TWO funerals for suicide victims were held on the same day in the same Dublin church last week a stark indication of the spiralling number of Irish men taking their own lives.
Services for Tom Kane, the brother-in-law of Fianna Fail deputy GV Wright, and John O'Regan, brother of leading hotelier and publican Hugh O'Regan, were both held on Thursday at the Church of St Paul on the Cross, Mount Argus in Harold's Cross, Dublin.
Their deaths again threw a dismal spotlight on the quietly soaring suicide rates in this country, as hundreds of people a year find themselves alienated by a rapidly changing culture.
Mr Kane was married to Helen and had a daughter Laura, from his first marriage. He hanged himself at home in Walkinstown, Dublin last Sunday.
Mr O'Regan, known as Jack, was unmarried and lived with one of his three brothers. One of his brothers, Hugh, owns the luxury Morrison Hotel on Ormond Quay, as well as the Temple Bar and other bars and restaurants around Dublin under Thomas Read Holdings.
Jack is also survived by brothers, Paul and Declan, and four nephews.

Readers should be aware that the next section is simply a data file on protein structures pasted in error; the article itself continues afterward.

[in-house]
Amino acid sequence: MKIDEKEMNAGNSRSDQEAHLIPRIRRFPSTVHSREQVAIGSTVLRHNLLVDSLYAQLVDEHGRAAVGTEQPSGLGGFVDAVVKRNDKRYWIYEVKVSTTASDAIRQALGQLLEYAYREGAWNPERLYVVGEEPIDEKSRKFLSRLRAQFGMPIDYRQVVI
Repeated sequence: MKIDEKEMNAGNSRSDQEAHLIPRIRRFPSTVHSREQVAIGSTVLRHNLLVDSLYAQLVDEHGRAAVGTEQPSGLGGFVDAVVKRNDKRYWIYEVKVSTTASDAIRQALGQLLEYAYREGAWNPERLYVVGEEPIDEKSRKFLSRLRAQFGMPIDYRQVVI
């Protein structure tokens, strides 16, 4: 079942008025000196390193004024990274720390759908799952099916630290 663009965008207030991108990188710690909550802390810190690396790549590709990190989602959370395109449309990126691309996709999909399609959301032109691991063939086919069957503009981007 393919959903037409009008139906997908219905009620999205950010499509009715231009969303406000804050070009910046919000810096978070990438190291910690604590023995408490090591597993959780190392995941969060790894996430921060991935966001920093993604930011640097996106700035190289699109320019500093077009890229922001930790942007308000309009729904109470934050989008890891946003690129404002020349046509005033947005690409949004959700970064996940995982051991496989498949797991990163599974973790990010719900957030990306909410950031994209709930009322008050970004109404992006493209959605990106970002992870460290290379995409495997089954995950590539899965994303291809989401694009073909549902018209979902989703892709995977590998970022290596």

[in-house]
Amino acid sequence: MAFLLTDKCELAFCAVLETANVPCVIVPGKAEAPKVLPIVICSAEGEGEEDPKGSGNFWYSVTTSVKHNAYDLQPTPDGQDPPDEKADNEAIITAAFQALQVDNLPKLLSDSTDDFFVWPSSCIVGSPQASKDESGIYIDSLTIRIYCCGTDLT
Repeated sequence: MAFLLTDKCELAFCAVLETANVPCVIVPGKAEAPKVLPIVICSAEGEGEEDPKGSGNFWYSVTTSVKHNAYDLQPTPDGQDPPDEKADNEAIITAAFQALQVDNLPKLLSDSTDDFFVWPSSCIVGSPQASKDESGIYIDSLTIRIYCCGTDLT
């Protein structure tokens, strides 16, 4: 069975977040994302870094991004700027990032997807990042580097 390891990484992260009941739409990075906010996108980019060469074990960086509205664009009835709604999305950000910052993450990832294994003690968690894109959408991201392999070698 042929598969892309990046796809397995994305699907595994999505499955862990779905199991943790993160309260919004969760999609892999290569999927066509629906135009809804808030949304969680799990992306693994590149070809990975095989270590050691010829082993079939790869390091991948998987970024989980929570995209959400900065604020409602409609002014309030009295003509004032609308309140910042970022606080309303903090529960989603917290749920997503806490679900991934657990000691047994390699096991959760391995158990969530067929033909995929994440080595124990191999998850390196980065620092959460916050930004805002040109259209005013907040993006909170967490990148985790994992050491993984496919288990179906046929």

Both of the men who died were in their mid-40s.
Parish priest Fr Frank Keevins said the two funerals had been hard to take and he described the circumstances of the deaths as "very sad and tragic".
"People are left with an awful lot of questions which are never going to be answered why, what, there are just so many answers to the questions," said the priest.
"It was very, very tough here last week. People tend to turn up in very big numbers in circumstances as tragic as these. We had a lot of family members and the church was very full.
"But there's always a particular kind of atmosphere when it's a suicide, almost as if the whole congregation struggles with something," he said.
The suicide rate in Ireland has soared from under 200 in the mid-Seventies to about 450 by the turn of the millennium, and shows no sign of abating.
The majority of successful attempts 349 out of 439 in 1999 were carried out by men, with the 20 to 24 age group most at risk. Dublin accounts for the majority of cases, followed by Cork, Limerick and Galway.
John Connolly of the Irish Association of Suicidology said the Celtic Tiger had taken its toll on elements of Irishsociety.
He said: "When, for instance, the economy escalates at a fantastic rate over a short period of time, as it has here in Ireland, it can change people's relationship with society and cause the more vulnerable to take their own lives."
He also cited increasing educational and career expectations as sources of pressure, as well as rapid changes in religious practice.
Alcoholism and mental illness, such as depression and schizophrenia, also played their part, Mr Connolly said.